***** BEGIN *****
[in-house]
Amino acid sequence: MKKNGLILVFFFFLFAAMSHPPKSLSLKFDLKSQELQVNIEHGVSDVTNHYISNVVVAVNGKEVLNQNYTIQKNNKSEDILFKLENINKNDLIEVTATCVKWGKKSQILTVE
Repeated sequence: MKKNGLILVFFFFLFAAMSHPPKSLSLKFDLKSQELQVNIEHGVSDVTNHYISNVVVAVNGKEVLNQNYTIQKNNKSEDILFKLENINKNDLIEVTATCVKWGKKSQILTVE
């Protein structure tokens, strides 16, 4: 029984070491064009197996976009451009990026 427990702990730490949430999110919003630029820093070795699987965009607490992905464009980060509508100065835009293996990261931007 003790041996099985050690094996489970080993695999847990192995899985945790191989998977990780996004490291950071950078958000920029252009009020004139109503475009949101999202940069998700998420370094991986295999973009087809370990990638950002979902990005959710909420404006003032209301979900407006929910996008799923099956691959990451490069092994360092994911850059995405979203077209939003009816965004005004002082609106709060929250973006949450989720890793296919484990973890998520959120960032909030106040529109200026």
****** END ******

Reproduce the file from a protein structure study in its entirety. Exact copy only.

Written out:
[in-house]
Amino acid sequence: MKKNGLILVFFFFLFAAMSHPPKSLSLKFDLKSQELQVNIEHGVSDVTNHYISNVVVAVNGKEVLNQNYTIQKNNKSEDILFKLENINKNDLIEVTATCVKWGKKSQILTVE
Repeated sequence: MKKNGLILVFFFFLFAAMSHPPKSLSLKFDLKSQELQVNIEHGVSDVTNHYISNVVVAVNGKEVLNQNYTIQKNNKSEDILFKLENINKNDLIEVTATCVKWGKKSQILTVE
């Protein structure tokens, strides 16, 4: 029984070491064009197996976009451009990026 427990702990730490949430999110919003630029820093070795699987965009607490992905464009980060509508100065835009293996990261931007 003790041996099985050690094996489970080993695999847990192995899985945790191989998977990780996004490291950071950078958000920029252009009020004139109503475009949101999202940069998700998420370094991986295999973009087809370990990638950002979902990005959710909420404006003032209301979900407006929910996008799923099956691959990451490069092994360092994911850059995405979203077209939003009816965004005004002082609106709060929250973006949450989720890793296919484990973890998520959120960032909030106040529109200026």